Sauvignon Blanc produces wines that are sharply crisp and acidic but also known for a grassy or herbaceous character as well. They are best drunk young and are a good match for seafood. Sauvignon Blanc is grown in France and other European countries, California, South America, South Africa, and especially New Zealand where its particular style has gained world recognition. For a match made in heaven, try a New Zealand Sauvignon Blanc with a big bowl of New Zealand green-lipped mussels.
In France we return to the Loire Valley where it’s the grape of choice in the Sancerre and Pouilly-Fume appellations. French Sauvignon Blancs tend to be pricier than their new world cousins. In France, Sauvignon Blanc is also grown in Bordeaux where it is blended with other whites to produce white Bordeaux.
Although Bordeaux is resoundingly known for its world class reds, white Bordeaux is a respectable and terribly underappreciated wine. White Bordeaux is made from a blend of 50-80% Semillon, Sauvignon Blanc and small amounts of Muscadelle. Semillon, in and of itself, renders an unremarkable wine. But when blended with Sauvignon Blanc it produces a richer, complex, dry, age-worthy wine which mitigates some of the latter’s grassy notes. Semillon and Sauvignon Blanc is the premier vinous example of how the whole is greater than the sum of its parts. There is also a sweet variety of Bordeaux white, (especially the world renowned Sauternes), but for the purposes of the present discussion we will focus on the dry style.
The appellations of Graves, Pessac-Leognan and Entre-Deux-Mers are known for their dry white wines but many appellations produce both sweet and dry varieties. A quality white Bordeaux from a strong vintage will benefit from some time in the bottle. White Bordeaux pairs with practically any food that is dry white wine friendly. For stouter dishes, (say chicken or pork as compared to fillet of sole), I would seek out a fuller bodied, older white Bordeaux. Your wine retailer can steer you toward an appropriate choice.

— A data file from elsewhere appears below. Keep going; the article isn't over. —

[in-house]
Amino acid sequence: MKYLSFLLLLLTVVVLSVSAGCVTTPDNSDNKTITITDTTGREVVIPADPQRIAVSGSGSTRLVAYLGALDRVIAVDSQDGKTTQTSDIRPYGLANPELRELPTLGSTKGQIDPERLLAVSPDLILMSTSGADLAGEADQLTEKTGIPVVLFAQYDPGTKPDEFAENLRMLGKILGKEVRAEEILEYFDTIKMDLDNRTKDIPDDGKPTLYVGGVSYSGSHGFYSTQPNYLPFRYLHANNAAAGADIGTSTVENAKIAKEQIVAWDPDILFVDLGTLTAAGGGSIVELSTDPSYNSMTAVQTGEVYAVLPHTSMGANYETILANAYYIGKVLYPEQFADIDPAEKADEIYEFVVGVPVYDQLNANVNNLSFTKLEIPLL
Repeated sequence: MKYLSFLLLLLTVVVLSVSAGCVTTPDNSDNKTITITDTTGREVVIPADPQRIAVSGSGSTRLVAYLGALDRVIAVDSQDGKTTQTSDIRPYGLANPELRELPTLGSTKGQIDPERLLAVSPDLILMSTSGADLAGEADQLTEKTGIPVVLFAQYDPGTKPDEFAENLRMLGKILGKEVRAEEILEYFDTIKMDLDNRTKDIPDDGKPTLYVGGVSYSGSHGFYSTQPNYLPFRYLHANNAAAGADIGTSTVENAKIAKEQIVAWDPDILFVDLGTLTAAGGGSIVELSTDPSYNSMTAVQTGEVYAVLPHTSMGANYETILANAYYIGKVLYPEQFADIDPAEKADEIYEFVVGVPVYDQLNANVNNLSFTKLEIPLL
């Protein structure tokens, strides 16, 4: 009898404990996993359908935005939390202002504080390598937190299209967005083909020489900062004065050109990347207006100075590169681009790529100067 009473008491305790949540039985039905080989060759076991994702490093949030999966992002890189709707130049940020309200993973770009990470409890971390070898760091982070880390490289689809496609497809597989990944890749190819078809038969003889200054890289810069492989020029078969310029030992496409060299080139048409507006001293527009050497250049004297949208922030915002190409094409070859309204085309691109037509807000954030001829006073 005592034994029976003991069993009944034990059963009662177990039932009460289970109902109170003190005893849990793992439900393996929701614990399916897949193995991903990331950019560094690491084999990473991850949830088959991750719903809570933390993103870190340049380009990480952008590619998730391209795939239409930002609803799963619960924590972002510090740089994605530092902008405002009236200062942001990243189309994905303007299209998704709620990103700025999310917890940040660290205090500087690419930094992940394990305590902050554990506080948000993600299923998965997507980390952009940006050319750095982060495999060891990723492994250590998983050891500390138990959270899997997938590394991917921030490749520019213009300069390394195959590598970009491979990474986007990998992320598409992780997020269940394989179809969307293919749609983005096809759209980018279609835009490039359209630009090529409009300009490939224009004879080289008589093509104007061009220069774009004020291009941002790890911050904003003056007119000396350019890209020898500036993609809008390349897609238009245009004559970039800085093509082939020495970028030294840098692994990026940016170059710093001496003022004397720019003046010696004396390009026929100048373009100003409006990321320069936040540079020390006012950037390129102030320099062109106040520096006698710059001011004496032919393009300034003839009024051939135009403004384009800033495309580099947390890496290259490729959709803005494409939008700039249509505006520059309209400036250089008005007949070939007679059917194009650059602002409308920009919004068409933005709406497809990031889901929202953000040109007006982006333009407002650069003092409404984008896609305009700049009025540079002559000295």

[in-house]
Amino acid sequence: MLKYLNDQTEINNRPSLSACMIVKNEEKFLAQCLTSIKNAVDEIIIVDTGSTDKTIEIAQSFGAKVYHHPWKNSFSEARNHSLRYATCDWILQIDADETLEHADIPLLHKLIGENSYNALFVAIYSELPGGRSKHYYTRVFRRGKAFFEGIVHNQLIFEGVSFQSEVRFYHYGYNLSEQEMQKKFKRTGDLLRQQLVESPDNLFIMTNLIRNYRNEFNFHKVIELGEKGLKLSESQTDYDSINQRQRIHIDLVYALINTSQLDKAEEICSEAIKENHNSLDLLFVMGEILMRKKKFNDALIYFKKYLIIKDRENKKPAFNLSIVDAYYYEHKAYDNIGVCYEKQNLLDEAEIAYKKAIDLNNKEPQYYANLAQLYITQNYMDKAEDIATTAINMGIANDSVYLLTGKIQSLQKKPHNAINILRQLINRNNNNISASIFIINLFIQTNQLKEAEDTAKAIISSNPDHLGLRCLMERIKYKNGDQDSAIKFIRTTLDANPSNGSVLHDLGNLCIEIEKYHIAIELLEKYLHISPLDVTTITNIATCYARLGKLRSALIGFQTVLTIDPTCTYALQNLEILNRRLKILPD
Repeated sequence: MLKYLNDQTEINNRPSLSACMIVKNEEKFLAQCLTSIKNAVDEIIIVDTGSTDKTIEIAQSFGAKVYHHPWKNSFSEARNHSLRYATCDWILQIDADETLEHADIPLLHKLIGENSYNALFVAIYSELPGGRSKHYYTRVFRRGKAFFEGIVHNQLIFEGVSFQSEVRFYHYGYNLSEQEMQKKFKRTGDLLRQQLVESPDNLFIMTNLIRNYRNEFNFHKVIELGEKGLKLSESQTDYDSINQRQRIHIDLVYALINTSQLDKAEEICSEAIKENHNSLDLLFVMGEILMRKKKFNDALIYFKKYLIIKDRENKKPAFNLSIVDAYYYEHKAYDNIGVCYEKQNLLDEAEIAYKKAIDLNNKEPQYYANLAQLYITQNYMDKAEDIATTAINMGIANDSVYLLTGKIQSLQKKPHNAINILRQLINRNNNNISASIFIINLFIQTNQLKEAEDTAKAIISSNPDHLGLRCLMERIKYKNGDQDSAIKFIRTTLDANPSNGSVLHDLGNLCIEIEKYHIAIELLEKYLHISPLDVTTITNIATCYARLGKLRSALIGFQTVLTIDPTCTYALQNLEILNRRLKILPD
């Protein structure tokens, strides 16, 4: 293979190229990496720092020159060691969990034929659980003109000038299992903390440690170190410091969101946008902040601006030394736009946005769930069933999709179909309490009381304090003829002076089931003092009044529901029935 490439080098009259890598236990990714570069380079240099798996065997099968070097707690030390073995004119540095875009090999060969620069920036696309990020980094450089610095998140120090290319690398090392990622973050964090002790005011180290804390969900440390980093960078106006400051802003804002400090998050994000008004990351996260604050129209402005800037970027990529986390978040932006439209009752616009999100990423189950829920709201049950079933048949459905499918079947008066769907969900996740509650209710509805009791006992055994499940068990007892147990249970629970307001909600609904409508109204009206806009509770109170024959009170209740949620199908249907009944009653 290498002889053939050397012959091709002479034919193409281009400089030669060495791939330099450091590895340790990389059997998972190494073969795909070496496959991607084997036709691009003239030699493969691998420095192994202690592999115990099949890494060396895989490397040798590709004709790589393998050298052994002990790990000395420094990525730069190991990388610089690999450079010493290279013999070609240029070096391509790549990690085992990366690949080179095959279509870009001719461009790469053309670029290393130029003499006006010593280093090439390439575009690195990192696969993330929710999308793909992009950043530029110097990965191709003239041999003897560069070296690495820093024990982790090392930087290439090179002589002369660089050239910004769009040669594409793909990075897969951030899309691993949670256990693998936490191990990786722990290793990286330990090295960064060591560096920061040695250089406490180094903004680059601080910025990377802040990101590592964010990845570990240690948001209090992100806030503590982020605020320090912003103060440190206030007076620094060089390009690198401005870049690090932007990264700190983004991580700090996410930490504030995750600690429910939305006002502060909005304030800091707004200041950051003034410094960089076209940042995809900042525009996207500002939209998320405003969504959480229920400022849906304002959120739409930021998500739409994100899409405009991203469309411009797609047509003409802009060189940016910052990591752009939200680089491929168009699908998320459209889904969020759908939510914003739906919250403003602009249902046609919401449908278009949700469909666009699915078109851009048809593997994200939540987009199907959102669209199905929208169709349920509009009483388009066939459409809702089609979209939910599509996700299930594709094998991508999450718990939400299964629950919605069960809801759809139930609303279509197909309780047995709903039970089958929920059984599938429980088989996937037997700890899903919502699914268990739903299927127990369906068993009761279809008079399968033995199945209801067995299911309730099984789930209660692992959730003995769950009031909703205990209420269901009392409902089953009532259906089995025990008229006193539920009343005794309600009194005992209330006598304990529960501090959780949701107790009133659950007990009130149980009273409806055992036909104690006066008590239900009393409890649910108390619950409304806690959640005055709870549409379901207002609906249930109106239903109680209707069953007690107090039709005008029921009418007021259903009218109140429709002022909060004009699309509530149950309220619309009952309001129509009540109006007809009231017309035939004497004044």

Riesling is considered to be one of the world's top white wine grapes. Indigenous to Germany where it truly shines, Riesling is also made in France, Italy, America, Australia, and sub-varieties of it in South Africa. The German Rieslings produce the most glorious harmony of the grape's acidity and sweetness. Riesling can run the gamut from dry to very sweet. Prices are equally discrepant. You can spend less than $10 for a tasty Washington State Riesling or upwards of one thousand for a top of the line, limited production German Riesling from a superior vintage. Age worthiness varies as well with some styles designed for early drinking and others to be laid down for decades. Riesling is definitely a grape to be explored. Start with some inexpensive ones and gradually move up to appreciate the gradations of quality. Experience both the dry and sweet styles to fully appreciate this wonderful grape.
There are many other notable white wines out there and this journey has more ports of call. Gewurztrminer from Alsace and Germany, white Grenache from France or California, and Ribolla from Italy are just some of the other areas of the wine world to be explored. For a mere seven to eight dollars you can acquire a delicious Vinho Verde from Portugal, (serve it well chilled with lobster). The point is, you needn't turn around and head for the safety of Chardonnay when you get too close to the horizon. Go forth and embrace a new world of white wines.